Part of our declining school population. I believe, is a direct result of why families first moved here 40 and 50 years ago. Back then, this area was the new "frontier" much like West Chester and Mason are today. Today, families are foregoing our "older" communities (unless they have first hand knowledge or accidently happen upon us) along with others like ours because "New" is a great selling feature- new, big house ect. Years ago, this was a tempting prospect to my family, as well, although I am glad that we resisted the lure. Greenhills has so much to offer along with the long history of a strong public school system. We are fortunate as a community to have so many excellent educational options and alternatives. Public and private education must each thrive to preserve a strong, viable Greenhills. There are no winners when schools fail. Hope we do not have to learn the hard way.

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I remember breaking up a 10th grade fight. The one boy took a swing at the other, caught me instead and I got slammed against the wall. Somehow I ended up the hero that day, he was expelled, the entire community caught wind of it, and his behavior was modified that day because of "community" and "peer" pressure.

There were incidents every day, but with the number of kids, it was manageable and each incident was addressed with the proper attention. If you have a school that has chronic issues with discipline problems, break it down into manageable pieces and use your biggest asset; community.

Smaller schools can make a difference and "community" can make a bigger difference. That's what they had a Lakeside, that's why it worked.

Incidents every day??? I'm shocked. With the school population being that small, one would think that if the discipline were effective, that, eventually the kids would learn and the incidents would stop.

Are you suggesting that if a teacher got slammed against the wall in WWSD that the community wouldn't know or care about it?

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If there are no winners when schools fail, why doesn't the board answer the questions that I have been asking?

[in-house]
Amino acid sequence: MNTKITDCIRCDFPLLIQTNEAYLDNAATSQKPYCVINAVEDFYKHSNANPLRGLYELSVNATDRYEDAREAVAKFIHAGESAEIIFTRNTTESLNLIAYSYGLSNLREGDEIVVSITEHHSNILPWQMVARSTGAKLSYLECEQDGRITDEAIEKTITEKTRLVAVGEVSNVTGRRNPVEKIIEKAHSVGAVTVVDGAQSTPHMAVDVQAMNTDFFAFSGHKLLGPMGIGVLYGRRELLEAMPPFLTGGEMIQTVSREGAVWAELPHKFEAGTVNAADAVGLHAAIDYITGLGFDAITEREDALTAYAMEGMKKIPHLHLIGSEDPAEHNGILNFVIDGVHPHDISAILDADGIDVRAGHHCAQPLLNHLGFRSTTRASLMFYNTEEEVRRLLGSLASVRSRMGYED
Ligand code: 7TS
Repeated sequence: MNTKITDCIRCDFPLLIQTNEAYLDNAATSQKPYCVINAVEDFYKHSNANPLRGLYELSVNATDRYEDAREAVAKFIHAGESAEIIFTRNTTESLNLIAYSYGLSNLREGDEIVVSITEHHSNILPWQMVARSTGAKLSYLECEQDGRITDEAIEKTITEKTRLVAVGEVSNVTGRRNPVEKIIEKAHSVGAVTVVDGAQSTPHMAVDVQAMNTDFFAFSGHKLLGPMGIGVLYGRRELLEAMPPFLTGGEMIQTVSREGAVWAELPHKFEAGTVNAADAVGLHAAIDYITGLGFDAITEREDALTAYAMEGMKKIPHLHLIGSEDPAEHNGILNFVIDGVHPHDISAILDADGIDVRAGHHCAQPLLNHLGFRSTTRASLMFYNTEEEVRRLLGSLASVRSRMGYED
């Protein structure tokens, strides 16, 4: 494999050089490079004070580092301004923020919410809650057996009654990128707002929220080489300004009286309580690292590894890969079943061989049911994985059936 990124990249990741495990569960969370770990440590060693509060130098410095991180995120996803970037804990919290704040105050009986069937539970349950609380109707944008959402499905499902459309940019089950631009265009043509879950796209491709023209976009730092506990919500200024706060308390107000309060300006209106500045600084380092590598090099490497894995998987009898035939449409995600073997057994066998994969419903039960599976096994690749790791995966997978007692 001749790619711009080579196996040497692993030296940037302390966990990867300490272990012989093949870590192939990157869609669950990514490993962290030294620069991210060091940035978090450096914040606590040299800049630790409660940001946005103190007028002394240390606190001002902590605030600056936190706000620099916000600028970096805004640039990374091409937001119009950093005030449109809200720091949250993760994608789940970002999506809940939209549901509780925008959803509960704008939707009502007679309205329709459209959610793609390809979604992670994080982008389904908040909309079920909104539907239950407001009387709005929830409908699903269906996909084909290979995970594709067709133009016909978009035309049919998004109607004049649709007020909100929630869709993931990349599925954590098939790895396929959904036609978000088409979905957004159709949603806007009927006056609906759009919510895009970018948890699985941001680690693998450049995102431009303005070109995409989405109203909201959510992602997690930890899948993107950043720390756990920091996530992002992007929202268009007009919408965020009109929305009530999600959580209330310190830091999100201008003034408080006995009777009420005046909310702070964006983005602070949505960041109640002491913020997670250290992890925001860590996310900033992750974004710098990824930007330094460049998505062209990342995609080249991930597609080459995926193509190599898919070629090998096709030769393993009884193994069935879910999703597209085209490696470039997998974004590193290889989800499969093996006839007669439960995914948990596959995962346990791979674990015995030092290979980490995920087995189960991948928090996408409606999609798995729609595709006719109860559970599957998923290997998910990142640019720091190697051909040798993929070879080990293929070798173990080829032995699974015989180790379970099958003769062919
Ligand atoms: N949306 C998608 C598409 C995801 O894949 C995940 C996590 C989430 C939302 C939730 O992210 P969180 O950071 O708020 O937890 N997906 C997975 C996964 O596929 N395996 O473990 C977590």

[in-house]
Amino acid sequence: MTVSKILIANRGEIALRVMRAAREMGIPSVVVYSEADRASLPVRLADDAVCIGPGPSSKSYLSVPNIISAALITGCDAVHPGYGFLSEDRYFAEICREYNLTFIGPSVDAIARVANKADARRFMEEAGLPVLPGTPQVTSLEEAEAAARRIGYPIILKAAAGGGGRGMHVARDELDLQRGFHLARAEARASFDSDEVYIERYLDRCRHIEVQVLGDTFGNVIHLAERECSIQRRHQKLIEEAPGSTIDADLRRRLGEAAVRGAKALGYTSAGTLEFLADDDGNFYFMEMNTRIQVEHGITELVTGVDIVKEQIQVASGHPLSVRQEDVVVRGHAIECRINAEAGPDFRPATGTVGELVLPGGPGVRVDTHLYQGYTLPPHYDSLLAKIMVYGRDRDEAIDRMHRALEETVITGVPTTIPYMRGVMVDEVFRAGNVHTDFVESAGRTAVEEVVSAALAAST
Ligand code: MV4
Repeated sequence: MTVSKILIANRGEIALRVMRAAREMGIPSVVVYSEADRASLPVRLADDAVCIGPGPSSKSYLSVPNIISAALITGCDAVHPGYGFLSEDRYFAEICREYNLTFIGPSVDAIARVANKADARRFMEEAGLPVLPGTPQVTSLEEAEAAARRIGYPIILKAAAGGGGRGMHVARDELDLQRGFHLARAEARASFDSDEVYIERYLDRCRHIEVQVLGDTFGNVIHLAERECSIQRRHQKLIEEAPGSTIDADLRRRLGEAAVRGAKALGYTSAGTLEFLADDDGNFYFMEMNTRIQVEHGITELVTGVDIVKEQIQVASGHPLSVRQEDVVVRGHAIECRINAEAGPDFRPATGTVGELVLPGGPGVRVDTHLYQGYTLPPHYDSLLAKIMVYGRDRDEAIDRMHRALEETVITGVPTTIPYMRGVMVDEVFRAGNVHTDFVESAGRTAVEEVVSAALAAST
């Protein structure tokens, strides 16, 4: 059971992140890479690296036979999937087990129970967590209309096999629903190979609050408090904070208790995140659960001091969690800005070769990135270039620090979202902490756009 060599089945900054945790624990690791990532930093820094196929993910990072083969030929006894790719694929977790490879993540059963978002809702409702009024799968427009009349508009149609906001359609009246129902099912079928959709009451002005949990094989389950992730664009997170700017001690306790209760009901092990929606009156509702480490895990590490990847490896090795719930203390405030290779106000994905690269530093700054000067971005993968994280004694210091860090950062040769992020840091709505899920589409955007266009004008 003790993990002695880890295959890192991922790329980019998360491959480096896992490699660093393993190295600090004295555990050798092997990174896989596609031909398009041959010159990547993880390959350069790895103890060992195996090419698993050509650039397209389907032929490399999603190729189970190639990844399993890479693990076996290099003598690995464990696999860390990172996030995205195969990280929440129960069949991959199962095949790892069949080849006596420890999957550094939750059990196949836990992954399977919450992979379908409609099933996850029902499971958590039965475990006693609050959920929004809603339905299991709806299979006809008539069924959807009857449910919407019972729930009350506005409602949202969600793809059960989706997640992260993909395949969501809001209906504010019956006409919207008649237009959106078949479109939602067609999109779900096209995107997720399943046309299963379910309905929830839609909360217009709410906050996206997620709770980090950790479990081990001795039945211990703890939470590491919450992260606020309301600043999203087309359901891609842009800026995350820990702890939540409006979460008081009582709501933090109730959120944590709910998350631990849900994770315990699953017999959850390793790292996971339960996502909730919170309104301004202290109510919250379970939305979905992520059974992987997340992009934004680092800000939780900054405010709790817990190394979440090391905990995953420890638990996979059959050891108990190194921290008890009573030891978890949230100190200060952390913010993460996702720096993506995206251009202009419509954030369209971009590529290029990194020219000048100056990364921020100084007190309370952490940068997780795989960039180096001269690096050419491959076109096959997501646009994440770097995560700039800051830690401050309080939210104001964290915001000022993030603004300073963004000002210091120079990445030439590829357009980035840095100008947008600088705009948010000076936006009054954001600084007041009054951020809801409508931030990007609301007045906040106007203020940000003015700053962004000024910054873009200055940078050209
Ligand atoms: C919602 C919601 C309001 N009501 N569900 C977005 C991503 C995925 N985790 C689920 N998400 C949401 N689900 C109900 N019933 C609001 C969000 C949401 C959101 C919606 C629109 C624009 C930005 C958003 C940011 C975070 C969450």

Why is the fact of the inner city population ignored? I think if you admit and accept what you have, rather than trying to hide behind statistics that don't mean much, you would be better off.

Warrior, what has the district done to appeal to typical families in the greenhills area? anything? Are they trying to learn from other schools that have been through a similiar crisis? And it is a crisis, you still have a small amount of time to turn things around, but not if you ignore them.

Just wondering about the acceptance of your population and why you don't admit the facts, but through statistics out, that don't assure or attract new families.

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WWWarrior : Posted on Jul 20 2008, 08:24 AM

School Enrollment

1977 8,000 kids

1989 5,000 kids

2000 4,100 kids

2007 3,749 kids

Winton Woods to seek Nov. levy Last Updated: 11:43 am | Monday, May 19, 2008

Winton Woods schools serve 3,800 students of Greenhills, Forest Park, and Springfield Township and provides busing and other services to 1,000 private and parochial school students.

The last data I was provided indicated approx. 200 Community (charter-public) + approx 100 home schoolers are on top of the 1000 private and parochial; a total of approx 1300 students in school year 2007-2008.

How does private, parochial, community and home school trend with school year in your data? Is the number static, increasing or decreasing?

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Warrior, what has the district done to appeal to typical families in the greenhills area? anything? Are they trying to learn from other schools that have been through a similiar crisis?

cool.gif I believe I have a "typical Greenhills family". I am a professional (not so young!) and have a rising 9th grader, a rising 7th grader and a rising 1st grader.

The consolidation allowed my then 6th grader to have band on a full time basis instead of 2 days a week with traveling teachers, a full time every day GTE class vs. being bussed to the White Building twice a week, the opportunity to be in classes with all kids of a similiar level of ability which allowed them to cover more material and faster, and allowed him to take advantage of teachers who could share feedback and practices on a daily basis. Those are all advantages that benefitted this Greenhills family.

On the other hand, I send my soon to be 1st grader to CCS. Why? Because I am not a fan of taking neighborhood schools away from K-4 and highly value a Christian education at the earlier grades as my two oldest received. The consolidation has its pros & cons.

I have learned to appreciate the thoughts and opinions of those who feel differently by getting to know some of them and being so very impressed by their energy and love for this community. I cannot question the arguments that many people are leaving as a way of "voting with their feet". There are things that the consolidation brought about that benefitted all in the WWCS district.

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Incidents every day??? I'm shocked. With the school population being that small, one would think that if the discipline were effective, that, eventually the kids would learn and the incidents would stop.

Are you suggesting that if a teacher got slammed against the wall in WWSD that the community wouldn't know or care about it?